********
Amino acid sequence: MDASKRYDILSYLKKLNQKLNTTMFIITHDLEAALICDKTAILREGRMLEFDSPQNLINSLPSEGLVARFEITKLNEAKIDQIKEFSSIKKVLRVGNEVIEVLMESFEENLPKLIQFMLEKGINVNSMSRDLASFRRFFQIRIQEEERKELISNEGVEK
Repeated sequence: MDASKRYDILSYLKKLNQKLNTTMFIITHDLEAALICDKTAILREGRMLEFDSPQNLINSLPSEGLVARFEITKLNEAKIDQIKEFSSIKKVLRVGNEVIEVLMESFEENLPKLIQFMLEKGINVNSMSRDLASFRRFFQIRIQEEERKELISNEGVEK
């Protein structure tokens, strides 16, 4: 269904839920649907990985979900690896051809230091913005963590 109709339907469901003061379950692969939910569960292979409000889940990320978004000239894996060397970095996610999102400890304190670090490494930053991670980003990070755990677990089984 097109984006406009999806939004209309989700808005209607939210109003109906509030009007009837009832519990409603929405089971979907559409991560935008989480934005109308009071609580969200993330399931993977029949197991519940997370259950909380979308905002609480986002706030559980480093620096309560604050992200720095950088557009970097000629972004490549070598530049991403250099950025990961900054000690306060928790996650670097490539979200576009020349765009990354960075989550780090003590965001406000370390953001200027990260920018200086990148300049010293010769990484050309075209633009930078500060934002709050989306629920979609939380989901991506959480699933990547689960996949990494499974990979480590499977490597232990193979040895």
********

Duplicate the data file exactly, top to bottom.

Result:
Amino acid sequence: MDASKRYDILSYLKKLNQKLNTTMFIITHDLEAALICDKTAILREGRMLEFDSPQNLINSLPSEGLVARFEITKLNEAKIDQIKEFSSIKKVLRVGNEVIEVLMESFEENLPKLIQFMLEKGINVNSMSRDLASFRRFFQIRIQEEERKELISNEGVEK
Repeated sequence: MDASKRYDILSYLKKLNQKLNTTMFIITHDLEAALICDKTAILREGRMLEFDSPQNLINSLPSEGLVARFEITKLNEAKIDQIKEFSSIKKVLRVGNEVIEVLMESFEENLPKLIQFMLEKGINVNSMSRDLASFRRFFQIRIQEEERKELISNEGVEK
């Protein structure tokens, strides 16, 4: 269904839920649907990985979900690896051809230091913005963590 109709339907469901003061379950692969939910569960292979409000889940990320978004000239894996060397970095996610999102400890304190670090490494930053991670980003990070755990677990089984 097109984006406009999806939004209309989700808005209607939210109003109906509030009007009837009832519990409603929405089971979907559409991560935008989480934005109308009071609580969200993330399931993977029949197991519940997370259950909380979308905002609480986002706030559980480093620096309560604050992200720095950088557009970097000629972004490549070598530049991403250099950025990961900054000690306060928790996650670097490539979200576009020349765009990354960075989550780090003590965001406000370390953001200027990260920018200086990148300049010293010769990484050309075209633009930078500060934002709050989306629920979609939380989901991506959480699933990547689960996949990494499974990979480590499977490597232990193979040895």